6. Idol worship / Temple Worship in Hinduism appeared to be a post Christ phenomenon. The Indus valley people and Mohen Jodaro people did not build temples. The oldest temples of South and North are not older than about 1200-1500 years. The Vedas and Puranas also do not tell about temples but more vividly describe Gods and Yagnas, Havanas etc. If non-Idolatry was the usual form of religious lifestyle in ancient India, then What prompted such sudden change ? Even as on date, South and parts of North India have numerous temples dedicated to various gods but in east India (Bengal, Assam etc.) the Temple based worship is relatively rare. Why ?

Idol worship and temple worship started in South India from the worship of memorial stones (nadukal). It evolved over a period of time.

This much I know. I hope better learned people can enlighten you further.
 

S.Ramanathan

New member
As you know that Mahabharatham was written by Lord vignesh by hearing from veda vysa. we can presume the same would have been written on palm leaves. Even now the written palm leaves are preserved in Saraswathi mahal of Tanjur. If you ask for nadi josyam you can see your fate written on palm leaves which you can see when you visit vaitheeswaran temple.
 

guruvayurappan

Well-known member
As you know that Mahabharatham was written by Lord vignesh by hearing from veda vysa. we can presume the same would have been written on palm leaves. Even now the written palm leaves are preserved in Saraswathi mahal of Tanjur. If you ask for nadi josyam you can see your fate written on palm leaves which you can see when you visit vaitheeswaran temple.
dear sir !
as you said the palm leaf inscription are available in sarasvthi mahal of Tanjavur and they are making micro film copying for preservation.the nadi jJothidam palf leaf are locally made and the colours changed to make you belief as if it inherited from many generations
guruvayurappan
 

saidevo

Well-known member
namaste everyone.

One way to trace history is to look up the probable earliest occurrences of the related terms. MWOD is a good resource for this:
MW Advanced Search

To look up the Vedas we might use the Vedic Concordance at:
http://nitaaiveda.com/All_Scriptures_By_Acharyas/Vedas/Vedic_Concordance.htm

For upaniShads and the gItA, we might use Jacob's upaniShad vAkyakoshaH:
http://www.archive.org/download/upa...ndBhagavad/upaniShadVakyaKoshaSktEng_text.pdf

Findings on these lines throw up some interesting information:

• The act of writing/inscription is mentioned in the Atharava Veda, which could be one of the earliest references:

ajaiSham tvA saMlikhitam-ajaiShamut saMrudham |
aviM vRuko yathA mathadevA mathnAmi te kRutam || 7.50.5 ||


7.50.5: O dark, base tendency, I have subdued the evil designs inscribed on the tablet of my heart, like an inscription engraved on a marble slab. I have conquered all the impediments that stand in the way of my moral progress. As a wolf tears and rends a sheep, so do I avert the fruit of thy evil intention.--Tr.Devi Chand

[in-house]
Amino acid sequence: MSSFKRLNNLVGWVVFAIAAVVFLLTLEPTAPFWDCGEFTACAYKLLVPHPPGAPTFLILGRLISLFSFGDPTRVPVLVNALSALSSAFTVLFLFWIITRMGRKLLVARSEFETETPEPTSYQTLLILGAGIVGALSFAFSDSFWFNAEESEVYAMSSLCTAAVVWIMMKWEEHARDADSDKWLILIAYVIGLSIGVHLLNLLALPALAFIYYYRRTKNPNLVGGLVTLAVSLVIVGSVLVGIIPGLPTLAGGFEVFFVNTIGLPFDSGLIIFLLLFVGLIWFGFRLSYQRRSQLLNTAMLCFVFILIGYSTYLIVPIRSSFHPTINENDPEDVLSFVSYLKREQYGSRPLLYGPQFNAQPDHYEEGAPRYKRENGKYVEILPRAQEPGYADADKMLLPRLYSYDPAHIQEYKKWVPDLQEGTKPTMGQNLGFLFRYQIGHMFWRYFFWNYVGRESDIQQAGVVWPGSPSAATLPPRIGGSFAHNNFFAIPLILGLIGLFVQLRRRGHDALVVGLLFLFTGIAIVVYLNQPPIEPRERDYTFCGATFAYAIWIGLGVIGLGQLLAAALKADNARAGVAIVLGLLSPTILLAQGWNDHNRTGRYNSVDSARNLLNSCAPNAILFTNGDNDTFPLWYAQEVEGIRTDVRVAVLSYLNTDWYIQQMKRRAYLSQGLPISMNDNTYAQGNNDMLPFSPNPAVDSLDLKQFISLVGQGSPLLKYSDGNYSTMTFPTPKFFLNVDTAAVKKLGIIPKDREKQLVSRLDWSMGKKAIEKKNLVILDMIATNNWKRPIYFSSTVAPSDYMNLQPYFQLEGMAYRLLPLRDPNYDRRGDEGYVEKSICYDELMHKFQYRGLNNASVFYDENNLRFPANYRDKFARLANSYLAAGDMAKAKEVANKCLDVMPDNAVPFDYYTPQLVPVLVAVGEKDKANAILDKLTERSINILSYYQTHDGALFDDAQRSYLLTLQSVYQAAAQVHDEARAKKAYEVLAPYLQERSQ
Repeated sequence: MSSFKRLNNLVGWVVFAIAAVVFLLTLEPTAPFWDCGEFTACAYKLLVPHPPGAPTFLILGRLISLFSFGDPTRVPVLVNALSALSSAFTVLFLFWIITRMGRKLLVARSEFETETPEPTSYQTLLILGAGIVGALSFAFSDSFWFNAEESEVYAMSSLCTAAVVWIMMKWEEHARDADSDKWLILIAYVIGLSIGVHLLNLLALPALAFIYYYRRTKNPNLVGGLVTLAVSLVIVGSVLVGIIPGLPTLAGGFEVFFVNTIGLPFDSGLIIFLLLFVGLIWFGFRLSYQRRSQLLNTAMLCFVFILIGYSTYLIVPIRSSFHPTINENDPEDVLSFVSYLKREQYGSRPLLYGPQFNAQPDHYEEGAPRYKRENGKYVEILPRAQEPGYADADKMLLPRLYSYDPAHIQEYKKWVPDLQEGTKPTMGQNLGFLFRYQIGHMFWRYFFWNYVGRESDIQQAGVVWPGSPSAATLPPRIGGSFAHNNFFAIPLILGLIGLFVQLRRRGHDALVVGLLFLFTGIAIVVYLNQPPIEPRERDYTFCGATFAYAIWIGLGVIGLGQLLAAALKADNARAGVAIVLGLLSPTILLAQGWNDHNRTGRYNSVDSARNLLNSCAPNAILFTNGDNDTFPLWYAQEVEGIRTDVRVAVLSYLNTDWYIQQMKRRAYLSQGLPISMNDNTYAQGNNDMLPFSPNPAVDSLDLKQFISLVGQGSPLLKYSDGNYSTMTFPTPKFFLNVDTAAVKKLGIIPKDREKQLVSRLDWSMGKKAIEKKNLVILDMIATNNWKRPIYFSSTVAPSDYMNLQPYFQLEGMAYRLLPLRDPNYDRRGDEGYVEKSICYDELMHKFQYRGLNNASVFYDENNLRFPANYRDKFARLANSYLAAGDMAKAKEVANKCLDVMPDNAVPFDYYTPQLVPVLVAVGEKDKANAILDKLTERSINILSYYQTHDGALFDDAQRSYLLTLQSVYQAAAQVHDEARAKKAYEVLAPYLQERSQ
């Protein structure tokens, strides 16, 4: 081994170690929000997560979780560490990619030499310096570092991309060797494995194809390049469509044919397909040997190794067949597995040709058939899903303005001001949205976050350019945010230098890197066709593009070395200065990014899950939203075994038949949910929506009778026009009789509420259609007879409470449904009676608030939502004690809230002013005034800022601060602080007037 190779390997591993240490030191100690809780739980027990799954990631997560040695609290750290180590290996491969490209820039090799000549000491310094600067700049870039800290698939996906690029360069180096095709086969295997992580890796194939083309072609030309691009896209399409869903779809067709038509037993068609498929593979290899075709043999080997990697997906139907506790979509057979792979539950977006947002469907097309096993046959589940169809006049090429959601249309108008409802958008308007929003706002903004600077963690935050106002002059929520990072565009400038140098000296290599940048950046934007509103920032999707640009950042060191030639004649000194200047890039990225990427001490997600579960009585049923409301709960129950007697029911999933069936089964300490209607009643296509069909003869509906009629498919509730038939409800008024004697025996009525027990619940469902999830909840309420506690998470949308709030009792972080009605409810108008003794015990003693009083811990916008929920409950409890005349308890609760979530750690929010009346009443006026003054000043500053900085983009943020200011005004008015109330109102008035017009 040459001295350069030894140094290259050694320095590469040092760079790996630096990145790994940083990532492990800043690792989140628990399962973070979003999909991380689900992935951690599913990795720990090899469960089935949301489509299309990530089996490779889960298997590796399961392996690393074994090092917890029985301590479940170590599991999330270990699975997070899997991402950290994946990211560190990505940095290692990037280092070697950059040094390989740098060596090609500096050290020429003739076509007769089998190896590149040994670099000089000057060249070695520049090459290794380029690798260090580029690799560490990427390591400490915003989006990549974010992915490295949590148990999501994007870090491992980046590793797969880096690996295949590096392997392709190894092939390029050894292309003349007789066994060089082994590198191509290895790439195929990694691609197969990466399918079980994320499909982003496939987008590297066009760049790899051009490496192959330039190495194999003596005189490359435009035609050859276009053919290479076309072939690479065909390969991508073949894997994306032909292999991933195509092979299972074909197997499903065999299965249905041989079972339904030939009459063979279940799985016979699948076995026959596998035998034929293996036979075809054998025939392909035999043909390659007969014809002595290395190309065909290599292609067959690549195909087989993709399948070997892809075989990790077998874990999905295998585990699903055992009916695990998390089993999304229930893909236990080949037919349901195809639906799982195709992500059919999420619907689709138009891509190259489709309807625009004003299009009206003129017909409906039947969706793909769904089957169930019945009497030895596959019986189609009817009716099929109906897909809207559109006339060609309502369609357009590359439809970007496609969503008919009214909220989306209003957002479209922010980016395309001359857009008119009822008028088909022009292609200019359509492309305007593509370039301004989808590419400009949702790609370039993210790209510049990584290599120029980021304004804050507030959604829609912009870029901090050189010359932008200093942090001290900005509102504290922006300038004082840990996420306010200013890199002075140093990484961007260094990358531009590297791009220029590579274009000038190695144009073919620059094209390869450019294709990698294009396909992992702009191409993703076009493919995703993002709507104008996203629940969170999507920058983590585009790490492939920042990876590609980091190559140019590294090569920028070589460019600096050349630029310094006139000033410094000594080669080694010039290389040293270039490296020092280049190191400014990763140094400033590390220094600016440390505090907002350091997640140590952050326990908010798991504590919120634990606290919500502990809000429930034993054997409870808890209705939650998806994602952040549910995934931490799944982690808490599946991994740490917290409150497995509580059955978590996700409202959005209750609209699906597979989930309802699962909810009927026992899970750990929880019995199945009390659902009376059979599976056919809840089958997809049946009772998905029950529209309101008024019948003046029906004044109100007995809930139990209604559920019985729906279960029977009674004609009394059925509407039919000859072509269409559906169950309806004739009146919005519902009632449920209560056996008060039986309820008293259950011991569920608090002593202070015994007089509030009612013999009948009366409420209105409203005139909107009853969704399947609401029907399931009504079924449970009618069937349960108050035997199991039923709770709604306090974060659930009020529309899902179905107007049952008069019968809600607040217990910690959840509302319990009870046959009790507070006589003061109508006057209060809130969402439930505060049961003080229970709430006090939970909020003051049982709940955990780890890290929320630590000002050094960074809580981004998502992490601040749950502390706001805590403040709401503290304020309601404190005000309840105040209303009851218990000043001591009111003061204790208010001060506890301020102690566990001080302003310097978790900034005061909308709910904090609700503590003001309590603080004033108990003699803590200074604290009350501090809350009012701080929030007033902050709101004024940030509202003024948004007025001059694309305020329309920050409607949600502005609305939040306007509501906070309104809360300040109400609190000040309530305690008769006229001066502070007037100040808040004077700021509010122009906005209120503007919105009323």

pruthivIM tvA pRuthivyAmA vaishayAmi tanUH samAni vikRutA ta eShA |
yadyad dyuttaM likhitam-arpaNena tena mA sustrorbra tad vapAmi || 12.3.22 ||


12.3.22: O Earth, I make thee of Matter. This visible shape of thine is deformed, but there is the other nascent state of Matter free from deformity. Whatever hath been worn off or scratched in fixing, I remove that through knowledge, destroy not thy nature, O Earth!--Tr.Devi Chand

• The word parilekhana--drawing lines round about, is used in kAtyAyana shrauta-sUtram.

• YAjnavalkya uses the term pANDulekha--outline or sketch made with a style or chalk, and punarlekhana--writing down again.

lekhaka as a writer, scribe, clerk, secretary is used by YAjnavalkya and in the mahAbhAratam. KAlidAsa in his mRuchchakaTikA uses the term to reckon, make a calculation. A clerk at a hall of justice was known as adhikaraNa-lekhaka in kAdambarI.

lekhana--an instrument for writing or painting, a reed-pen, is used in the mahAbhAratam and in the bRuhatsaMhitA of VarAhamihira

• In KAlidAsa's shakuntalA, a love letter is called madanalekha, manmathalekha. In shrImad bhAgavatam, it is called smaralekha.

An interesting article on palm-leaves manuscripts:
Palm Leaf Scriptures
 

saidevo

Well-known member
namaste shrI lotus_quartz and others.

Some interesting info about India's connection with the external world:

• According to the Skandha Purana, Egypt (Africa) was known as Sancha-dvipa continent mentioned in Sir Willliams Jones' dissertation on Egypt.

• The brisk intercourse between India and Greece is attested by the fact that a special rule was inserted in the great grammar of Panini to distinguish three feminine forms of yavana: a Greek woman was yavani, the curtain was yavanika, and the Greek script was yavanani.

You would find more at this website:
Hindu Wisdom - Contents

• I found that the mArkaNDeya purANam talks about temples:
http://www.archive.org/download/markandeyapurana021288mbp/markandeyapurana021288mbp.pdf

Ch.34: A wise man should circumambulate a temple, a fig-tree, a crossing of the four roads, one more learned than himself, a preceptor and a celestial (41).

Ch.68: He also performs sacrifices and gives the sacrificial fees; with devotion he causes assemblages (of the learned to meet) at the temples of the gods (12).

• I could also find the dates of some temples:
Puranas and their dates

Some other interesting references:
01. Art and Cosmology in India by Subash Kak
http://www.ece.lsu.edu/kak/ArtCosmologyDartmouth.pdf

02. 5000 years of the art of India by Mario Bussagli
5000 Years Art of India

03. Dance of Shiva by AK Coomaraswamy
The dance of Siva; fourteen Indian essays : Coomaraswamy, Ananda Kentish, 1877-1947 : Free Download & Streaming : Internet Archive

04. Hindu temple architecture
Hindu temple architecture - Wikipedia, the free encyclopedia